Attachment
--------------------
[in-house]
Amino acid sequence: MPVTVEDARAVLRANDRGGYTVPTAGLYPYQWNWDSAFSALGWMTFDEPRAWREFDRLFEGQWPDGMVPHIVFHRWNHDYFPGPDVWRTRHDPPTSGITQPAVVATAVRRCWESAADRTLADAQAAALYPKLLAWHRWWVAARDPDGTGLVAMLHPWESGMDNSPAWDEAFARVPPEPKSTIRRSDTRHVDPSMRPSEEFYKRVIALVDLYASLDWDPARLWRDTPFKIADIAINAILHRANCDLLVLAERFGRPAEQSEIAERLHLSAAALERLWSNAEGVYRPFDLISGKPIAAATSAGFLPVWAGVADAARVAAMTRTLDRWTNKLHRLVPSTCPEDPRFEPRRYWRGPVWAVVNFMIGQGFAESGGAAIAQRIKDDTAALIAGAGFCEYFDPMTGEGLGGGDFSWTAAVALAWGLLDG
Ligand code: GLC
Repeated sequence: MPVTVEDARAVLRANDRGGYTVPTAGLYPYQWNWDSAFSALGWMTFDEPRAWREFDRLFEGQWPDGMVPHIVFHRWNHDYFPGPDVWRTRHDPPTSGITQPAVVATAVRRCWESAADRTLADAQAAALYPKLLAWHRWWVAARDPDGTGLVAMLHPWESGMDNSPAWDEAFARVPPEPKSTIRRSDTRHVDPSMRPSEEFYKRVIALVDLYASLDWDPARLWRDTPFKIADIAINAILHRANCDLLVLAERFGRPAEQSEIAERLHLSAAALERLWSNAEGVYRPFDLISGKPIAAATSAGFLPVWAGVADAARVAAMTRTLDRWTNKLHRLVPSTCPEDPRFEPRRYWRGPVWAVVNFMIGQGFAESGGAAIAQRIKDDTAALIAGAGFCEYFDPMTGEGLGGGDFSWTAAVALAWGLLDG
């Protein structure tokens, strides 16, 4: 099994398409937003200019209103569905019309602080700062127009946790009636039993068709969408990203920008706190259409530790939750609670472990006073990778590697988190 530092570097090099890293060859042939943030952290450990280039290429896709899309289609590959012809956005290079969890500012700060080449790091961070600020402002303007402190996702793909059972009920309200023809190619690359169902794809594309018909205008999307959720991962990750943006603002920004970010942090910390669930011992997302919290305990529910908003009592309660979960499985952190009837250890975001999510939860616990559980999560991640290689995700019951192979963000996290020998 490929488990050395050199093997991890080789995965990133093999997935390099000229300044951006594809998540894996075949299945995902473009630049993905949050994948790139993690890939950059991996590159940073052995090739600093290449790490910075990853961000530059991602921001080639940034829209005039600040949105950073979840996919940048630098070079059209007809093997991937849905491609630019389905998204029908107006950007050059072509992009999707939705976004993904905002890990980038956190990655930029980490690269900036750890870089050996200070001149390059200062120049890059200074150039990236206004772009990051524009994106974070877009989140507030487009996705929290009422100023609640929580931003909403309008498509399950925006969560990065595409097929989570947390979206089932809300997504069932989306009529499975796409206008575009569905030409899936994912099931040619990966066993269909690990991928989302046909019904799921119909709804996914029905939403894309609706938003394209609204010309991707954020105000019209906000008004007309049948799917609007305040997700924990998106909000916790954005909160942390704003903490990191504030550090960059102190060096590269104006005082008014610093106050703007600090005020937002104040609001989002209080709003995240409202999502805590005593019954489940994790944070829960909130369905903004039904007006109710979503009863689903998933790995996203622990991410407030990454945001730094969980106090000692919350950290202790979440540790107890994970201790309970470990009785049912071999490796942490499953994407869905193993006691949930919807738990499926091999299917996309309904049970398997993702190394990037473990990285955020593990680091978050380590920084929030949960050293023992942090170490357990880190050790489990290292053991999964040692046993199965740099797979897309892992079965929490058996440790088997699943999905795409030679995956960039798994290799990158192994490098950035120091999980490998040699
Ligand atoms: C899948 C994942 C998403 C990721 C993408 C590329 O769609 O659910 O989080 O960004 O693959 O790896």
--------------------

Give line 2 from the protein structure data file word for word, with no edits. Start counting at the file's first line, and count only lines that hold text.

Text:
Amino acid sequence: MPVTVEDARAVLRANDRGGYTVPTAGLYPYQWNWDSAFSALGWMTFDEPRAWREFDRLFEGQWPDGMVPHIVFHRWNHDYFPGPDVWRTRHDPPTSGITQPAVVATAVRRCWESAADRTLADAQAAALYPKLLAWHRWWVAARDPDGTGLVAMLHPWESGMDNSPAWDEAFARVPPEPKSTIRRSDTRHVDPSMRPSEEFYKRVIALVDLYASLDWDPARLWRDTPFKIADIAINAILHRANCDLLVLAERFGRPAEQSEIAERLHLSAAALERLWSNAEGVYRPFDLISGKPIAAATSAGFLPVWAGVADAARVAAMTRTLDRWTNKLHRLVPSTCPEDPRFEPRRYWRGPVWAVVNFMIGQGFAESGGAAIAQRIKDDTAALIAGAGFCEYFDPMTGEGLGGGDFSWTAAVALAWGLLDG